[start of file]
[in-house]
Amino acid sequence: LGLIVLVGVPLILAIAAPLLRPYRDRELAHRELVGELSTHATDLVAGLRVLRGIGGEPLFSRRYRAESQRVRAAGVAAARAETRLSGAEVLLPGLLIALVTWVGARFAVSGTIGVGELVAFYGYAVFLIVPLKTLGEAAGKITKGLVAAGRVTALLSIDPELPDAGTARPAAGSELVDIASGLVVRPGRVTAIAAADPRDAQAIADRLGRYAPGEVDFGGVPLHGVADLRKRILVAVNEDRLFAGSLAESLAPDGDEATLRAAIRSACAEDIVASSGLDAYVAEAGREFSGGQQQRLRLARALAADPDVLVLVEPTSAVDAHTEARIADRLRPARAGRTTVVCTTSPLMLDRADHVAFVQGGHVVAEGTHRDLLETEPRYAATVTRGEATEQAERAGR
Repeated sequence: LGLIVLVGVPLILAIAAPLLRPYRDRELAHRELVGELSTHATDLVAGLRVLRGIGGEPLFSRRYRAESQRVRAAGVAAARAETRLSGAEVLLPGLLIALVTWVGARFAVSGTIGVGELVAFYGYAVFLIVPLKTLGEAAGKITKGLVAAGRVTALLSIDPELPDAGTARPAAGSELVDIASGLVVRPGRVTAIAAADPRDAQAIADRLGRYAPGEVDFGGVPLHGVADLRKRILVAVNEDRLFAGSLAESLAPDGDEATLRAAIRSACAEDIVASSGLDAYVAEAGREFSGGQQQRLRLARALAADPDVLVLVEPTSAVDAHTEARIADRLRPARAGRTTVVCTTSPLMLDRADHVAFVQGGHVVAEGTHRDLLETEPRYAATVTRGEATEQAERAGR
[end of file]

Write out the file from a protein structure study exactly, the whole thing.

[in-house]
Amino acid sequence: LGLIVLVGVPLILAIAAPLLRPYRDRELAHRELVGELSTHATDLVAGLRVLRGIGGEPLFSRRYRAESQRVRAAGVAAARAETRLSGAEVLLPGLLIALVTWVGARFAVSGTIGVGELVAFYGYAVFLIVPLKTLGEAAGKITKGLVAAGRVTALLSIDPELPDAGTARPAAGSELVDIASGLVVRPGRVTAIAAADPRDAQAIADRLGRYAPGEVDFGGVPLHGVADLRKRILVAVNEDRLFAGSLAESLAPDGDEATLRAAIRSACAEDIVASSGLDAYVAEAGREFSGGQQQRLRLARALAADPDVLVLVEPTSAVDAHTEARIADRLRPARAGRTTVVCTTSPLMLDRADHVAFVQGGHVVAEGTHRDLLETEPRYAATVTRGEATEQAERAGR
Repeated sequence: LGLIVLVGVPLILAIAAPLLRPYRDRELAHRELVGELSTHATDLVAGLRVLRGIGGEPLFSRRYRAESQRVRAAGVAAARAETRLSGAEVLLPGLLIALVTWVGARFAVSGTIGVGELVAFYGYAVFLIVPLKTLGEAAGKITKGLVAAGRVTALLSIDPELPDAGTARPAAGSELVDIASGLVVRPGRVTAIAAADPRDAQAIADRLGRYAPGEVDFGGVPLHGVADLRKRILVAVNEDRLFAGSLAESLAPDGDEATLRAAIRSACAEDIVASSGLDAYVAEAGREFSGGQQQRLRLARALAADPDVLVLVEPTSAVDAHTEARIADRLRPARAGRTTVVCTTSPLMLDRADHVAFVQGGHVVAEGTHRDLLETEPRYAATVTRGEATEQAERAGR